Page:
Don't look for anything new, aside from the recording technology, in found footage fright film 'Paranormal Activity 4,' starring Kathryn Newton.(Photo: Dean Hendler, Paramount Pictures)
The franchise that capitalized on the found-footage craze has gotten lost.
There's virtually nothing new in the dull Paranormal Activity 4 (*
* stars out of four; rated R; opens Friday nationwide) except for a
modification in the method of documenting the spooky shenanigans. Most
of the creepy stuff is recorded via a laptop webcam or video chats
instead of a standard video camera.
The Paranormal movies
hinge on the increasingly popular concept of found footage, in which
large swaths of the story are presented as a homemade video capturing
unseen ghostly events. While the first Paranormal Activity in
2007 was fresh and genuinely frightening, the concept has grown stale
and gimmicky. In this sloppy installment, some visuals don't even fall
within found-footage parameters or adhere to the story's internal logic.
MORE: 'Found-footage' movies are so successful, it's scary
terrors lack originality or are never fully realized. Rather than
moving the story forward by fleshing out the ghost story that's been
evolving over the previous three films, directors Henry Joost and Ariel
Schulman rely on goosing the audience with false scares and bland jolts.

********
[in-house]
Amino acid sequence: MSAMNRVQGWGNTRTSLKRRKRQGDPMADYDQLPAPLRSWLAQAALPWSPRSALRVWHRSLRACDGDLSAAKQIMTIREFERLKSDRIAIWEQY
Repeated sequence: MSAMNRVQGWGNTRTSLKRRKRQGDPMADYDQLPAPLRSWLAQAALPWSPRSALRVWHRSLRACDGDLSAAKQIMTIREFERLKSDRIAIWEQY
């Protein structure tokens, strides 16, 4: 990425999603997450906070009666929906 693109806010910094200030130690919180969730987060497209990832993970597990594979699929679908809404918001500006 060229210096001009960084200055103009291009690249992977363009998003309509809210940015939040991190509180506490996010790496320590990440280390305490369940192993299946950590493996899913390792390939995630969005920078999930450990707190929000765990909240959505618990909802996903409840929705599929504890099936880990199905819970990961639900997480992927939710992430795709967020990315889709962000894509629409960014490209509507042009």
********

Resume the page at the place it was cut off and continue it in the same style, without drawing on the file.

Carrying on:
With its nerve-jangling deployment of ordinary household items
gone mysteriously awry, the first film was a phenomenon. This time, the
things that go bump in the night are run-of-the-mill bangs, clatters,
slams and thuds that rarely elicit the jitters, jumps and screams that
audiences experienced in the first couple films.
Alex (Kathryn Newton) lives in a spacious house with her rather
disconnected parents and little brother. When Robbie (Brady Allen), a
strange little boy living next door, comes to stay with them for a few
days, malevolent weirdness ensues. Alex and her pal Ben (Matt Shively)
decide to investigate what's going on, setting up laptops to record
events in several rooms, utilizing motion-sensing equipment with
tracking dots and night vision. But some of the images that vaguely
emerge seem to lead nowhere, except perhaps to eye strain.
follow-up feels scattershot and pointless, riding on the coattails of
its predecessors. Potentially frightening elements are introduced, then
dropped or never fully played out. Once the scares start happening
slowly the terror quotient remains muted. A neighborhood witches'
coven plays into the proceedings. But it is more silly than fearsome.
The longevity of the Paranormal Activity
series is keyed to originality. How many times can the filmmakers keep
re-warming the same old story? How many times can bodies be violently
dragged from their beds until the viewer is inured to the terrifying
If the folks behind Paranormal are intent on churning them out, then the films need to be more imaginative, conjuring up new kinds of scares.
Paranormal Activity 4 is more like Paranormal Stasis.